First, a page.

Business Rules!, also known as BR is a derivative of ANSI Basic similar to that used on IBM mid-frame computers. It is a highly readable cross-platform Programming Language used by procedural programmers to build applications in a top-down building block structure.
In the modern world there are three general types of programming languages:
- Procedural - Where program control flow is the primary focus while the code creates, processes and destroys representations of external reality.
- Non-Procedural - Where various elements are defined with snippets of code attached to events which are triggered by either users or programs.
- Object Oriented - Which is a blend of the preceding types with predefined rules for creating and deleting representations of external reality, and program defined methods of accessing them. This language structure was introduced to the programming world as C++, and has become the predominate programming language model.
The advent of the World Wide Web introduced the widespread acceptance of the connectionless client/server model, with tunneled methods of achieving connection persistence. This technique was implemented by the Microsoft Dot Net programming languages. Another concept implemented by both Dot Net and Java was the use of a compiled pseudo-code executable which is made portable by providing execution engines for each platform.
- Scalability of component interactions
- Generality of interfaces
- Independent deployment of components
- Intermediary components to reduce latency, enforce security and encapsulate legacy systems
The strength of many programming languages lies in their ability to express immense amounts of processing control specifications in relatively few statements. This is achieved in object oriented languages by the concepts of inheritance and overloading. While these concepts work well for creating and using tool sets where all users learn the tools as an extension of the underlying language, a pervasive problem associated with them is that in an application framework it is necessary for users of objects to be aware of processing details of the objects they inherit from. While, this works quite well for tool sets, it doesn't work so well where 1) large sets of programs are shared among many programmers, 2) where programs are part of a networked set of applications, and 3) where a large set of programs must be modified by someone who is not very familiar with them.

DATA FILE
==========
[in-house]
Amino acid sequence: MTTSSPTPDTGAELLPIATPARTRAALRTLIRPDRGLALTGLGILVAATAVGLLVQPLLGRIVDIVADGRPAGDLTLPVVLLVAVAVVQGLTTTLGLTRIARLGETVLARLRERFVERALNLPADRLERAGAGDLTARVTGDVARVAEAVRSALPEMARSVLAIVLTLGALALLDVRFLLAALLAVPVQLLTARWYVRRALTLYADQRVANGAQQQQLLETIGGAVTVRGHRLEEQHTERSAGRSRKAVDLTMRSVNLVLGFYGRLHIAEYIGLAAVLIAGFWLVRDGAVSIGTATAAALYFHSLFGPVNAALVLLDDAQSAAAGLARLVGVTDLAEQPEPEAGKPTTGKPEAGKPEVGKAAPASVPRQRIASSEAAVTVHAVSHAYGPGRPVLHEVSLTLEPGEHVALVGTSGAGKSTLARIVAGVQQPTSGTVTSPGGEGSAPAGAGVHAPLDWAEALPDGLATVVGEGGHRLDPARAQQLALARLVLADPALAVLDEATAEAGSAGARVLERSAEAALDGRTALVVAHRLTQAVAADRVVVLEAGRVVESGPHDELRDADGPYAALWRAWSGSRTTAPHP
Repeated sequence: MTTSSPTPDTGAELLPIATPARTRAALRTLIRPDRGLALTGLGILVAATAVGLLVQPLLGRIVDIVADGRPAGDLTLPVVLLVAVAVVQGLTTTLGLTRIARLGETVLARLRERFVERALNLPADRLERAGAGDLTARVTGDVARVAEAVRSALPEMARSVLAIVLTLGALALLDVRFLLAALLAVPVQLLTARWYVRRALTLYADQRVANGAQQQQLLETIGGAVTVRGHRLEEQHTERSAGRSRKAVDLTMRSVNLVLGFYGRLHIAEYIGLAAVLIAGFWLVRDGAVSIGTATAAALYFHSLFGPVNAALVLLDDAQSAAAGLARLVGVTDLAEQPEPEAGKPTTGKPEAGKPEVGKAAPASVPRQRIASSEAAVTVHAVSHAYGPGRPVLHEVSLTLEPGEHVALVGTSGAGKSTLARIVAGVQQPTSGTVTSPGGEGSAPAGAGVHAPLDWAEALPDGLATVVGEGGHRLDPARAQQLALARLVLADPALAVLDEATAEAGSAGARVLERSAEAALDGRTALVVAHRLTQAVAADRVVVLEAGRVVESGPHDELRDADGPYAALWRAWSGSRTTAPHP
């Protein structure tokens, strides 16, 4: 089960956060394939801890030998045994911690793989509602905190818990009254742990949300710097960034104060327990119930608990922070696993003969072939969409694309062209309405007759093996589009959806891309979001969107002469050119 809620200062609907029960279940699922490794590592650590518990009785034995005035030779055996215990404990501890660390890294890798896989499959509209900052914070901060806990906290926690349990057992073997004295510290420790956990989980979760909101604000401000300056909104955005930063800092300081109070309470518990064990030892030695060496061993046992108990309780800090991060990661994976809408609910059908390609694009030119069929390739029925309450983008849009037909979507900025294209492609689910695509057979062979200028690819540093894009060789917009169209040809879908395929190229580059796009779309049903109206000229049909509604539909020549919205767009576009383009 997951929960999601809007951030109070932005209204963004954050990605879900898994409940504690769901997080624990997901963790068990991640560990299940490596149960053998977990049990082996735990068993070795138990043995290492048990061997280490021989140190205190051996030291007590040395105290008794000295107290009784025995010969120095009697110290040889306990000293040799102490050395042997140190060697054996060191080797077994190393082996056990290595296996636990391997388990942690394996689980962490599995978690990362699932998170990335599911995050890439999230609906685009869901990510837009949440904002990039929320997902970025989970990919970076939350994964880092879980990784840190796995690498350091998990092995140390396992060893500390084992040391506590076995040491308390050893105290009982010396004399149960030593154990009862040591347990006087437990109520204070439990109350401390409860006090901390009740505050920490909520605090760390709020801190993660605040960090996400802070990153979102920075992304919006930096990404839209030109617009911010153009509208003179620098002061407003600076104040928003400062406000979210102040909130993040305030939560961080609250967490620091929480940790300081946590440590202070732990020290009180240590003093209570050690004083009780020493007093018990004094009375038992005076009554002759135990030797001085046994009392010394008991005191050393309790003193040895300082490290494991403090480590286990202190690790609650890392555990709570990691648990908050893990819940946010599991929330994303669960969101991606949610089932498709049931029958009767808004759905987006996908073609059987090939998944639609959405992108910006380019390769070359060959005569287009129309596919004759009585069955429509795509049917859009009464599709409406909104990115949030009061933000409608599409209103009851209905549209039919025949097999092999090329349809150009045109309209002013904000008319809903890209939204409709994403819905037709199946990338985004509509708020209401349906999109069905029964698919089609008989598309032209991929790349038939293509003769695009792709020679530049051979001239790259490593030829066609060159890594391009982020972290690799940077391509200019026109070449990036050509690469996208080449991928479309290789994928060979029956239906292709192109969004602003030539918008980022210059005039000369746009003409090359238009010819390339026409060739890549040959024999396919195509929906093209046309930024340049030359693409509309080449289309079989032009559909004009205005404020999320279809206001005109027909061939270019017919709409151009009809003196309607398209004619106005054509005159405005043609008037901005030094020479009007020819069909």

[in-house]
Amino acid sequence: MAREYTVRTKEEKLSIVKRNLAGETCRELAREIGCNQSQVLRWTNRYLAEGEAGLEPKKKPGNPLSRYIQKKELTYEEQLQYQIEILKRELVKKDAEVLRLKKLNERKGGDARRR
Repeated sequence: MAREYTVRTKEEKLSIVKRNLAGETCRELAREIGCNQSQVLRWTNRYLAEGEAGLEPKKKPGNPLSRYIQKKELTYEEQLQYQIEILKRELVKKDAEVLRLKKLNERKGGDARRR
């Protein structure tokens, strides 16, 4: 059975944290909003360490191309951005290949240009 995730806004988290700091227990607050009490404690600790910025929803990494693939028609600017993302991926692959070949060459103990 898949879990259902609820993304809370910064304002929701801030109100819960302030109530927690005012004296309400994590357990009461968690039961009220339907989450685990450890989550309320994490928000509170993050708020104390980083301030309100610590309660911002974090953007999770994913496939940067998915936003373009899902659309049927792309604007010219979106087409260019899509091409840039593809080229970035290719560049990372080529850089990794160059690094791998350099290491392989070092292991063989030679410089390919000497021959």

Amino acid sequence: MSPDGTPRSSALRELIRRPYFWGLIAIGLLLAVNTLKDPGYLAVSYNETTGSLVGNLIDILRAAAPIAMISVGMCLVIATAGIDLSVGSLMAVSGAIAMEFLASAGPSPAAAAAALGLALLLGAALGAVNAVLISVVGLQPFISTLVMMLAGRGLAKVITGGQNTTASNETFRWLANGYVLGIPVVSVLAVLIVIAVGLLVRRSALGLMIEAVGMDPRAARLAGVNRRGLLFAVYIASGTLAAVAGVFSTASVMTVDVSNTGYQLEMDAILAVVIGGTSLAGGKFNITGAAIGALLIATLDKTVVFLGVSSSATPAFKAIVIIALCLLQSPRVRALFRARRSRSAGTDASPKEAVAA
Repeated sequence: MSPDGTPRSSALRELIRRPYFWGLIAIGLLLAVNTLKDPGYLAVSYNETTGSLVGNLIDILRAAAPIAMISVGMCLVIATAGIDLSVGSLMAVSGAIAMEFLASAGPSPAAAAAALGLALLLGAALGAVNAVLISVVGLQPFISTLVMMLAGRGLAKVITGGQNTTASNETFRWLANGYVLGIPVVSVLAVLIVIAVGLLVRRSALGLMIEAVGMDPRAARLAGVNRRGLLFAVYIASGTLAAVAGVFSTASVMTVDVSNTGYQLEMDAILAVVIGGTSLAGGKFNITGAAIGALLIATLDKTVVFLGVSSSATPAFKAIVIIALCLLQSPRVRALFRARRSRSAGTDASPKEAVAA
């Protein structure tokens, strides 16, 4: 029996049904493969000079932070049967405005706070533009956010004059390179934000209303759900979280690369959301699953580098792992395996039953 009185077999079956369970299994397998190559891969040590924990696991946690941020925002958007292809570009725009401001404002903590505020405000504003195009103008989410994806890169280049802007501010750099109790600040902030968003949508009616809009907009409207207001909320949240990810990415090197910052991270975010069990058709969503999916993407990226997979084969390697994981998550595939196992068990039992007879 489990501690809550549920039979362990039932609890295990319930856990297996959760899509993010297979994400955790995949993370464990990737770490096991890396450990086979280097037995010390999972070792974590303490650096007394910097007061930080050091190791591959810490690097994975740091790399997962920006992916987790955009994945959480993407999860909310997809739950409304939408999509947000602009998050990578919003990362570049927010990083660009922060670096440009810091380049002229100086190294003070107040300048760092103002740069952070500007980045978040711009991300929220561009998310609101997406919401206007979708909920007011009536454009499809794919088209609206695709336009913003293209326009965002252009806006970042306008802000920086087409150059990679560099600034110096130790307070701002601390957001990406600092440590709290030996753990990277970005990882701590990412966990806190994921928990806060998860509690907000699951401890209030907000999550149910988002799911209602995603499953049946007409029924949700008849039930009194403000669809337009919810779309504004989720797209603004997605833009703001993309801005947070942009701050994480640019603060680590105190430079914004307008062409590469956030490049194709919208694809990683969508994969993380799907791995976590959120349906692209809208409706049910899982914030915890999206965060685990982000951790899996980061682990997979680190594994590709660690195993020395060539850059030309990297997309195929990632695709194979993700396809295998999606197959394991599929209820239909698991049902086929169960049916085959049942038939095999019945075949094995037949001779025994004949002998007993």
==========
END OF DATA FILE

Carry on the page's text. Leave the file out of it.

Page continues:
RESTful systems insulate nodes from the requirement of knowing processing details within other nodes.
Business Rules! is a procedural language that conforms to REST principles. Its unique set of rules for utilizing libraries to create program building blocks, along with its general readability, position it well for both beginning programmers and large scale projects.
This language is being adopted by a growing number of young programmers due to it's ability to quickly develop procedural programs that include:
- powerful string and array manipulation
- character position oriented window, field and report specifications
- HTTP client emulation
- serial communications for industrial applications
- PDF printing with background forms
- support for both indexed flat file processing and SQL databases
- powerful built-in parsing functions for XML and CSV strings
and have it run in a framework with:
- a client server architecture
- a portable pseudo-code executable format
- dynamic interactive debugging
- uniquely readable building block program libraries
- performance profiling
- an HTTP server add-on with built-in JSON compilation and manipulation
BR handles platform dependencies independently from code, so it is easy to maintain one set of programs for all supported platforms (Windows, Linux and MAC). In Business Rules!, objects are defined by libraries and the methods used to access them are user defined functions.
The BR Programming Language is comprised of Environmental Settings, Commands, Variables, Functions, Expression Logic and Program Statements. Programs are compiled into virtual code that is executed by a run-time executive. This supports a high degree of portability across platforms. The interactive nature of BR facilitates relatively easy debugging because you can change a program while it is running, as well as execute commands and statements from it's command console.
Business Rules! strong commitment to providing backward compatibility options ensures that any investment in BR programs will be protected nearly indefinitely.
See also: BR Wiki:Community Portal
- BR Setup